We know that a third of New Zealand households are renting. We also know that rental homes tend to be older and of poorer quality than owner-occupied homes. This is backed up by BRANZ – the Building Research Association of New Zealand.
BRANZ has carried out a House Condition Survey roughly every five years since 1994. The most recent one – in 2015/16(external link) – showed significant differences between rented and owner-occupied homes. And even more recently, in 2018/19, BRANZ completed a Pilot Housing Survey(external link) assessing 832 homes across New Zealand. The results from this survey show:
- 31% of rental properties had moderate to large gaps around windows and doors (compared to 19% of owner-occupied).
- Only 17% of houses with space under the floor had a ground moisture barrier. These barriers stop moisture rising into the house.
- Only 37% of rental homes had an extractor fan in the kitchen, and around 50% had one installed in the bathroom
- 41% of rental homes had ‘moderate or worse’ mould in the bathroom. ‘Moderate’ mould is considered to be roughly equivalent to the size of A4 paper.
- 15% of rental properties had no heating at all in the living area.
Going back even further, the Household Energy End-Use Project(external link) began in New Zealand in 1995. This study collected data over an eleven year period, from 1995 until 2005. The results showed that during winter, New Zealand living rooms are at least a couple of degrees colder than they should be. The World Health Organization recommends a minimum indoor temperature of 18 degrees – and increases to 21 degrees if babies or elderly people live in the house.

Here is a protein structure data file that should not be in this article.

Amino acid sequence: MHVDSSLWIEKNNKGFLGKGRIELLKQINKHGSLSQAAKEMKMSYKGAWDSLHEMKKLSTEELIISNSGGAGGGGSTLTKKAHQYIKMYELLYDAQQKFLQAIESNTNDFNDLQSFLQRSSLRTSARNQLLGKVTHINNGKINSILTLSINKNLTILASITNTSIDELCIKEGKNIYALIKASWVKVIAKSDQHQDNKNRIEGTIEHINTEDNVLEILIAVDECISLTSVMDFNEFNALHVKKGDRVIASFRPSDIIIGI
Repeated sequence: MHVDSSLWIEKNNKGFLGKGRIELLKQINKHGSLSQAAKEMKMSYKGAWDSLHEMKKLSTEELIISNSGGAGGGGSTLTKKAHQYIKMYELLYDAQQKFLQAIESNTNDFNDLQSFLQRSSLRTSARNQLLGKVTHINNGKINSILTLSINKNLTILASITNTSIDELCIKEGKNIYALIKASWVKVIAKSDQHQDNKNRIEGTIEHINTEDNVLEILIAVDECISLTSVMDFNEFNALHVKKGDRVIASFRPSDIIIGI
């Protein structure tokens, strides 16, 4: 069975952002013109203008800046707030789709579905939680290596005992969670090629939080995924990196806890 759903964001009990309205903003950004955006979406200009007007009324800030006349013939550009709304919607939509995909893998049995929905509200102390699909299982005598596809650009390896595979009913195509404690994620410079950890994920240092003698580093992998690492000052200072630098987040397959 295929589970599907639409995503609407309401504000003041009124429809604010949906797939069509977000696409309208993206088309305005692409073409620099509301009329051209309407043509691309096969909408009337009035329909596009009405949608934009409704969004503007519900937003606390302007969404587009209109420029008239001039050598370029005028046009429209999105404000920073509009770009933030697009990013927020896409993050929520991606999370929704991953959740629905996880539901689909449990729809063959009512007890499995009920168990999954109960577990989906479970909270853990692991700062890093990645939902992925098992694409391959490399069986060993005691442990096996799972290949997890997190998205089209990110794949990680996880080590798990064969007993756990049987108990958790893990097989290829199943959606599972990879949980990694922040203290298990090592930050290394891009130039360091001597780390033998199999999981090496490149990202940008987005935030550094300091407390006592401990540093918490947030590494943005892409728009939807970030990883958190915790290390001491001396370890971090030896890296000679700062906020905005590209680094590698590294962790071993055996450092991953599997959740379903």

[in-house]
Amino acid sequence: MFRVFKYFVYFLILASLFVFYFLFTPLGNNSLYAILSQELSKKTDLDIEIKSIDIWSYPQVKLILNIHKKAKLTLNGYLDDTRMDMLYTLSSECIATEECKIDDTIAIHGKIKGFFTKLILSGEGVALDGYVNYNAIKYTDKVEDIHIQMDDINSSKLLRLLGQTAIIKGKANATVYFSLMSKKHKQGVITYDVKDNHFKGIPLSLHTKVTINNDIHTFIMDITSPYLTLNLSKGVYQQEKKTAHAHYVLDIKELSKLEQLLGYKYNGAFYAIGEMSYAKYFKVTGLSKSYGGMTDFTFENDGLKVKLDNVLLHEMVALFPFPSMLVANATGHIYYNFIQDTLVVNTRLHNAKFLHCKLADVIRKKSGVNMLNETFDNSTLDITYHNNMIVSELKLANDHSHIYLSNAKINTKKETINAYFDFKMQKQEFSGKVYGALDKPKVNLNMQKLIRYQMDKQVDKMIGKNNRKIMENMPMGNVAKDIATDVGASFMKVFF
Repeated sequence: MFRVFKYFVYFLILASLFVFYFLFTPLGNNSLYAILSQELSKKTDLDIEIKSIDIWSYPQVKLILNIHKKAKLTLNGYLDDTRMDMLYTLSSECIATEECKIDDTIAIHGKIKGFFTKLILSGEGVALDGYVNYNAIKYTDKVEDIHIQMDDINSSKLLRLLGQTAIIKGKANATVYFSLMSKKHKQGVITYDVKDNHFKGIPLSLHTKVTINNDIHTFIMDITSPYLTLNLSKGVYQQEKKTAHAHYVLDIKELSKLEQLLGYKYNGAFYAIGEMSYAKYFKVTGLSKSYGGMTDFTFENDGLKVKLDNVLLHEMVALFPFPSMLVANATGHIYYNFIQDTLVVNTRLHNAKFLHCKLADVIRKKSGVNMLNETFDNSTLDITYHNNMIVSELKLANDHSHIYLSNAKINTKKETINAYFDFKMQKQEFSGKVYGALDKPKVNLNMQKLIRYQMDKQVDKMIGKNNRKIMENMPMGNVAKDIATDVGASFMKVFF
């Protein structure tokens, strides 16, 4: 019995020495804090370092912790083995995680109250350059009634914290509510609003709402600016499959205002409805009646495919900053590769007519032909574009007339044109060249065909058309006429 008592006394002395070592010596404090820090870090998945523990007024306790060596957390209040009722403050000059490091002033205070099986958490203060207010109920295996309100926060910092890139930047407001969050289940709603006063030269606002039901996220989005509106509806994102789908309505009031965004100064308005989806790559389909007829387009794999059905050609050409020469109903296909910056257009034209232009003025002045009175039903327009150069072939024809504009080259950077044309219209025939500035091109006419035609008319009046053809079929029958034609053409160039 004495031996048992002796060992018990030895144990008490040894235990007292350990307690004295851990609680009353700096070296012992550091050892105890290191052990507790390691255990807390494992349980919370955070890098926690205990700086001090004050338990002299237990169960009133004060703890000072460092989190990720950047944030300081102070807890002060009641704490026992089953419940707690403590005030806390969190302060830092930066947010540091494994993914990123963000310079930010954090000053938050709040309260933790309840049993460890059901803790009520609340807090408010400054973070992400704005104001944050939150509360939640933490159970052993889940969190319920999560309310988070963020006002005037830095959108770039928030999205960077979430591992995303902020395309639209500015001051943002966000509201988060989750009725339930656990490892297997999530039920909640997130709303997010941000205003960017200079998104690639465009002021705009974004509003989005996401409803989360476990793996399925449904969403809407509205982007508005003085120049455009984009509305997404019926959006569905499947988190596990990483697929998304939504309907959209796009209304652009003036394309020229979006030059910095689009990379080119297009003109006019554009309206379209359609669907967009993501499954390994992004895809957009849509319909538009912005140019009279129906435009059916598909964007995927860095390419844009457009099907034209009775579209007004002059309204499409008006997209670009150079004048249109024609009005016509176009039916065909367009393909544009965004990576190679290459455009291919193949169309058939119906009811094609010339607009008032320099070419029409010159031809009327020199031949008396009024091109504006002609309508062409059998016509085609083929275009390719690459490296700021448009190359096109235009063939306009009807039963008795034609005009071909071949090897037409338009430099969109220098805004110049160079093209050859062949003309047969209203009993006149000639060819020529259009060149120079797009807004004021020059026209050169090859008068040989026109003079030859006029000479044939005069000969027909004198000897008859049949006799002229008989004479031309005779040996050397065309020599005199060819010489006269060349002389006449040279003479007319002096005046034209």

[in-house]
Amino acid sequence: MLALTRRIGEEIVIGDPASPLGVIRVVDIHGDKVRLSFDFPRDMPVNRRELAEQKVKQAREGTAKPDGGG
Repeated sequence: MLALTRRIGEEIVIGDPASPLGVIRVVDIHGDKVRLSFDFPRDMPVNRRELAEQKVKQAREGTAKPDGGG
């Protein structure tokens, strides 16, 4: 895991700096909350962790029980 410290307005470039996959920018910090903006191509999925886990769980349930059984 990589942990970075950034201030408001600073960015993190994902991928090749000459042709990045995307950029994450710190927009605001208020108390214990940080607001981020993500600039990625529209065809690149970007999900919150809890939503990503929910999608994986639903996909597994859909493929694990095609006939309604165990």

If you want to read more, check out the research done by He Kainga Oranga(external link). Based at the University of Otago, this programme looks at the links between housing and health. Their research shows a definite link between poor housing and poor health outcomes.
There are many landlords all around the country who maintain and upgrade their properties, and do the right things for their tenants. But - there are also some who don't.
That’s where the healthy homes standards come in. Setting minimum requirements for heating, insulation, ventilation, moisture ingress and drainage and draught stopping, means we can raise the standard of rental properties, and improve the health of our tenants.
So why wait around? Whether you’re a landlord or a tenant, you can take action on the health of your rental property.
- I’m a landlord and want to find out how to meet the standards(external link)
- I’m a tenant and want to learn how to keep my home healthy(external link)